Solutions

CHESS TOENJOY (page 15)

ProblemI. 1. ... Nd2+ wins but 1. ... b1=Q is faster (2. Rxb1 Nd2+)—as long you don’t fall into 2. Kg2! Qxd1?? stalemate.

ProblemII. 1. ... Nxd3 2. Kxd3 a4! does it (3. Ke3 g4 4. Kf2 Kd4).

ProblemIII. 1. ... Qc6 sets up mating threats on g2 and h1, e.g. 2. Ne4 f5 or 2. f3 g6! 3. Qg4 f5 4. Qh3 Qxf3.

ProblemIV. 1. Qh4+ Kg7 2. Qf6+ Kh7 and now 3. Bc1! mates, e.g. 3. ... b2 4. Qh4+ Kg7 5. Qh6 mate or 3. ... Rh8 4. Bh6! Kxh6 5. Qxh8+ Kg5 6. g3! b2 7. Qh4 mate.

ProblemV. 1. ... Nb4! 2. Nxf8 (2. Bb3 Bb7+ or 2. c4 Rxe6 3. Bxe6 Bb7+) 2. ... Nxd5 and now 3. Bxe5 Bb7 4. h4 Rxe5 won in the game, or 3. Rxf5 Bb7 4. Rxe5 Nc3+! 5. Re4 Nxe4.

ProblemVI. 1. Ng5! threatens 2. Nxf7+/3. Nxd8 as well as 2 Rxc3. The game went 1. ... hxg5 2. Rxc3 Bxc1 3. Qxc1 gxf4 4. Qg1!, Black resigned in view of 4. ... Qf8 5. Rc8 Qxc8 6. Qg7 mate or 4. ... Bg6 5. Qg5 Kh7 6. h5.

SOLITAIRE CHESS ABCs of Chess (page 17)

ProblemI. Removing the guard: Black wins a pawn with 1. ... Bxc3+ 2. bxc3 2. dxe4.

ProblemII. Trapping: A piece is lost after 1. ... h6.

ProblemIII. Mating net: Black mates next move after 1. ... Nxf3+.

ProblemIV. Trapping: White’s queen is lost after 1. ... Bf5.

ProblemV. Removing the guard: Black scores with 1. ... Bxf3, threatening mate and the white queen.

ProblemVI. Mating net: After 1. ... Bf3,mate is unstoppable.

PROFESSIONAL PLAYERS HEALTH AND BENEFITS FUND

Many Grand Prix tournament organizers will contribute \$1 per player to the Profes- sional Health &#38; Benefits Fund. All Grand Prix tournaments which participate in this program are entitled to be promoted to the next higher Grand Prix category—for exam- ple, a six-point tournament would become a 10-point tournament. Points in the top category are promoted 50%.

FOREIGN RATING? NOT UNRATED!

If you have no USCF rating, but do have a rating or category from any other coun- try, no matter how many years ago, you are not unrated.

If you have a FIDE rating, you are also not unrated.

Tell the Director of any event you enter about your foreign rating or category or your FIDE rating, so that you can be paired appropriately.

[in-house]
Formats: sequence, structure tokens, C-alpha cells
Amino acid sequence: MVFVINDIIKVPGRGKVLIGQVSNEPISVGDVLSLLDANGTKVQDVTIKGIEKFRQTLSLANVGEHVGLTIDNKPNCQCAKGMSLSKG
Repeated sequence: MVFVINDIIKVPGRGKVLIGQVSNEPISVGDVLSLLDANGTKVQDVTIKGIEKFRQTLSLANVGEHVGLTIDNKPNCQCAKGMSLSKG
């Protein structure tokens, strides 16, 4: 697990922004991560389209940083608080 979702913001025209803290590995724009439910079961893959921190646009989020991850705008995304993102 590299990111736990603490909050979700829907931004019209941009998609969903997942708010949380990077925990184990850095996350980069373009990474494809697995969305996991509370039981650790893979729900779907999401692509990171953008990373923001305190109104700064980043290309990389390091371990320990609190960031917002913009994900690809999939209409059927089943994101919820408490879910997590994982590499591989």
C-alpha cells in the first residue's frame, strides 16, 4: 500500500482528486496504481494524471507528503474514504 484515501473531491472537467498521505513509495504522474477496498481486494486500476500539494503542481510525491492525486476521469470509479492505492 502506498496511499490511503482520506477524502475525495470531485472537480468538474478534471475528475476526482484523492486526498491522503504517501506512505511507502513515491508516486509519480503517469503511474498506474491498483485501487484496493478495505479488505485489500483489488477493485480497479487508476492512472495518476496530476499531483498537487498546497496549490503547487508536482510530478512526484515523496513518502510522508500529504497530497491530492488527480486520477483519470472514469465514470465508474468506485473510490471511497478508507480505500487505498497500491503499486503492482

ENDGAME LAB Benko’s Bafflers (page 55)

Problem I.

1. Nb3! White can make no progress with the obvious 1. Ke7? Kb4 2. Kd6 a5 3. Kd5 a4 4. Nc4 Kb5 5. Kd4 Kb4 6. Ne3 Kb3. 1. ... Kb4 1. ... Kc4 2. Na1! Kd3 3. Ke7 Kd2 4. Kd6 Kc1 5. b4 Kb2 6. Kc6 (6. Kc5? Kc3! is even) 6. ... Kc3 7. Kc5. 2. Na1! a5 3. Ke7 a4 4. Kd6 a3 5. Nc2+ Kb3 6. bxa3 and White wins. “Analysis of a position that occurred in actual play”

Problem II. 1. Na1! Strange knight move yet it is the only good one. (1. Na3? f3 2. Nc4 Kg5! 3. Kc2 Kg4 4. Kd3 Kf4 5. Nd2 f2 is level) (1. Ne1? Kg4 2. Kc2 f3 3. Nd3 f2 4. Nxf2+ Kf3 is equal); (1. Nb4? f3 2. Nd5 f2 3. Ne3 Kg5 4. Kc2 Kf4 5. Kd3 Kg3! 6. Nf1+ Kf3 7. Nd2+ Kf4 8. Ke2 f1=Q+ 9. Kxf1 Ke3 is equal) (1. Kc1? f3 2. Kd2 f2 3. Ke2 Kg4 Zugzwang and the game is drawn) 1. ... f3 2. Nb3 Kg4 3. Kc2 Kg3 4. Kc3 Zugzwang 4. ... Kg4 5. Kc4 Kg3 6. Kd5 Kf4 7. Nd2 f2 8. Nf1 wins.

USCF Membership Rates Premium (P) and Regular (R) (U.S., CANADA, MEXICO) Type

Adult R ** Senior (65+) **

Young Adult P (U25)* Youth P (U16)*

Scholastic P (U13)* Scholastic R (U13)*

\$49 \$42 \$41 \$34 \$36 \$32 \$27 \$23

Young Adult R (U25)* \$24 Youth R (U16)*

\$20 \$16

2yr

3yr

\$85 \$120 \$78 \$113 \$70 \$63 \$65 \$59 \$49 \$42 \$43 \$36 \$28

\$98 \$91 \$93 \$85 \$70 \$60 \$61 \$51 \$39

Premium membership provides a printed copy of Chess Life (monthly) or Chess Life for Kids (bimonthly) plus all other benefits of regular membership. Regular membership provides online-only access to Chess Life and Chess Life for Kids; TLA Bulletin will be mailed to adults bimonthly and to scholastic members three times per year. Youth provides bimonthly Chess Life, Scholastic bimonthly Chess Life for Kids, others listed above monthly Chess Life. See www.us chess.org for other membership categories. Dues are not refundable and may be changed without notice. *Ages at expiration **Purchased online only

The USCF Mission

USCF is a not-for-profit membership organiza- tion devoted to extending the role of chess in American society. USCF promotes the study and knowledge of the game of chess, for its own sake as an art and enjoyment, but also as a means for the improvement of society. It informs, edu- cates, and fosters the development of players (professional and amateur) and potential play- ers. It encourages the development of a network of institutions devoted to enhancing the growth of chess, from local clubs to state and regional associations, and it promotes chess in American society. To these ends, USCF offers a monthly magazine, as well as targeted publications to its members and others. It supervises the organi- zation of the U.S. Chess Championship, an open tournament held every summer, and other national events. It offers a wide range of books and services to its members and others at prices consistent with the benefits of its members. USCF serves as the governing body for chess in the United States and as a participant in inter- national chess organizations and projects. It is structured to ensure effective democratic pro- cedures in accord with its bylaws and laws of the state of Illinois.